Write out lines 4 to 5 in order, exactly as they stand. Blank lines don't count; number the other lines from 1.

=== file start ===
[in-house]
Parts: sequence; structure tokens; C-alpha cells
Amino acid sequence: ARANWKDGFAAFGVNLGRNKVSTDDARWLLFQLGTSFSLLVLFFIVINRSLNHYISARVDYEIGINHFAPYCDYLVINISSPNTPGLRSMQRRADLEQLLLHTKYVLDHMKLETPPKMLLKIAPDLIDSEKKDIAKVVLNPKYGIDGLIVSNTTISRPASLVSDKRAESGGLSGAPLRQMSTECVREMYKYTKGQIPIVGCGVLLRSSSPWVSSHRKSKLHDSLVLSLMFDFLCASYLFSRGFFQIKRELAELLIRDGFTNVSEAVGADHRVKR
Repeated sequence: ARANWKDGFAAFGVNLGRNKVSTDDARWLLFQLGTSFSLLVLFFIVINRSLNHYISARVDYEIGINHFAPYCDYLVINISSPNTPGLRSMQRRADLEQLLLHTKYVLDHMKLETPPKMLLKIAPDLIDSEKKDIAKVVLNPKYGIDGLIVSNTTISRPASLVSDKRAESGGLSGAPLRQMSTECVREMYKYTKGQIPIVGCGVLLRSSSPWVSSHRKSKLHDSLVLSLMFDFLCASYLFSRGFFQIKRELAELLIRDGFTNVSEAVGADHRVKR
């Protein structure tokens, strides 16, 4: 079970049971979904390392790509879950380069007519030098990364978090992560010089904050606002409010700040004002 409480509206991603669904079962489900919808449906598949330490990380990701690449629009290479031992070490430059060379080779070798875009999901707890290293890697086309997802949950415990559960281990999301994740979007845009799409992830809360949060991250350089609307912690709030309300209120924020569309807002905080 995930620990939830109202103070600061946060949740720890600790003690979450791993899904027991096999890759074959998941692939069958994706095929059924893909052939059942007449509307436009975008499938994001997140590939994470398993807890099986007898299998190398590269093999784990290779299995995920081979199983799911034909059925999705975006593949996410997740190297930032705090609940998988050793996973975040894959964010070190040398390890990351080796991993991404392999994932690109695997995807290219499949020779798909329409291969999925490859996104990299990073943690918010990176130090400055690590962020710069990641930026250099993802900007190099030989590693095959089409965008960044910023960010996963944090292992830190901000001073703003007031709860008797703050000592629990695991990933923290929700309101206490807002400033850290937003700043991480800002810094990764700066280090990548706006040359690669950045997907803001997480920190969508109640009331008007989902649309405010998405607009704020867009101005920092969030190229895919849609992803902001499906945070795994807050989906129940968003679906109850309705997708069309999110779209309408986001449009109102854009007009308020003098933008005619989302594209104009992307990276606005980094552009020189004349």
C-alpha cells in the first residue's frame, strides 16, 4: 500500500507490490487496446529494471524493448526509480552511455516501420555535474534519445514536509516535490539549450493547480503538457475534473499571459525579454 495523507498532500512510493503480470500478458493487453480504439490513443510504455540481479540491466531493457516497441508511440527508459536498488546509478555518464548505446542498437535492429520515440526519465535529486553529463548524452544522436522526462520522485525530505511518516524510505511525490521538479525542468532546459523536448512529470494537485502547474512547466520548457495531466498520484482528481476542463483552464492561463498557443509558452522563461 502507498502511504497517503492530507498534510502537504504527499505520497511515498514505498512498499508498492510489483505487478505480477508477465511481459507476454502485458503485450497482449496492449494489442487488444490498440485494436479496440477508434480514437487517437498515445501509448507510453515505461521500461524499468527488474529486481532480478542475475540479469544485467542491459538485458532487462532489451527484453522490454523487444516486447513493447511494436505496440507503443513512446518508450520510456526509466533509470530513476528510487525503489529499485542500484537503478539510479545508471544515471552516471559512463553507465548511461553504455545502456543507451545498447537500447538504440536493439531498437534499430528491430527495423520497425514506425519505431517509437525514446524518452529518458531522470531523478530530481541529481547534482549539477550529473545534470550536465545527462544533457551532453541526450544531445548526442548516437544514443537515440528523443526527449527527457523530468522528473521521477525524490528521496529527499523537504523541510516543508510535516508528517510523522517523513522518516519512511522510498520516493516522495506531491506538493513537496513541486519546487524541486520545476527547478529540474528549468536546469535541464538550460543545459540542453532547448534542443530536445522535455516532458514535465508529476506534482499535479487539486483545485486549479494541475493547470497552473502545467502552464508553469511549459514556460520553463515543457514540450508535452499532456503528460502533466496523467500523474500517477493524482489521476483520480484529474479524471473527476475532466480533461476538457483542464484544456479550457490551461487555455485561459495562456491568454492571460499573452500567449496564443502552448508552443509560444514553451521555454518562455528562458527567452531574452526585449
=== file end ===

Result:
Repeated sequence: ARANWKDGFAAFGVNLGRNKVSTDDARWLLFQLGTSFSLLVLFFIVINRSLNHYISARVDYEIGINHFAPYCDYLVINISSPNTPGLRSMQRRADLEQLLLHTKYVLDHMKLETPPKMLLKIAPDLIDSEKKDIAKVVLNPKYGIDGLIVSNTTISRPASLVSDKRAESGGLSGAPLRQMSTECVREMYKYTKGQIPIVGCGVLLRSSSPWVSSHRKSKLHDSLVLSLMFDFLCASYLFSRGFFQIKRELAELLIRDGFTNVSEAVGADHRVKR
């Protein structure tokens, strides 16, 4: 079970049971979904390392790509879950380069007519030098990364978090992560010089904050606002409010700040004002 409480509206991603669904079962489900919808449906598949330490990380990701690449629009290479031992070490430059060379080779070798875009999901707890290293890697086309997802949950415990559960281990999301994740979007845009799409992830809360949060991250350089609307912690709030309300209120924020569309807002905080 995930620990939830109202103070600061946060949740720890600790003690979450791993899904027991096999890759074959998941692939069958994706095929059924893909052939059942007449509307436009975008499938994001997140590939994470398993807890099986007898299998190398590269093999784990290779299995995920081979199983799911034909059925999705975006593949996410997740190297930032705090609940998988050793996973975040894959964010070190040398390890990351080796991993991404392999994932690109695997995807290219499949020779798909329409291969999925490859996104990299990073943690918010990176130090400055690590962020710069990641930026250099993802900007190099030989590693095959089409965008960044910023960010996963944090292992830190901000001073703003007031709860008797703050000592629990695991990933923290929700309101206490807002400033850290937003700043991480800002810094990764700066280090990548706006040359690669950045997907803001997480920190969508109640009331008007989902649309405010998405607009704020867009101005920092969030190229895919849609992803902001499906945070795994807050989906129940968003679906109850309705997708069309999110779209309408986001449009109102854009007009308020003098933008005619989302594209104009992307990276606005980094552009020189004349």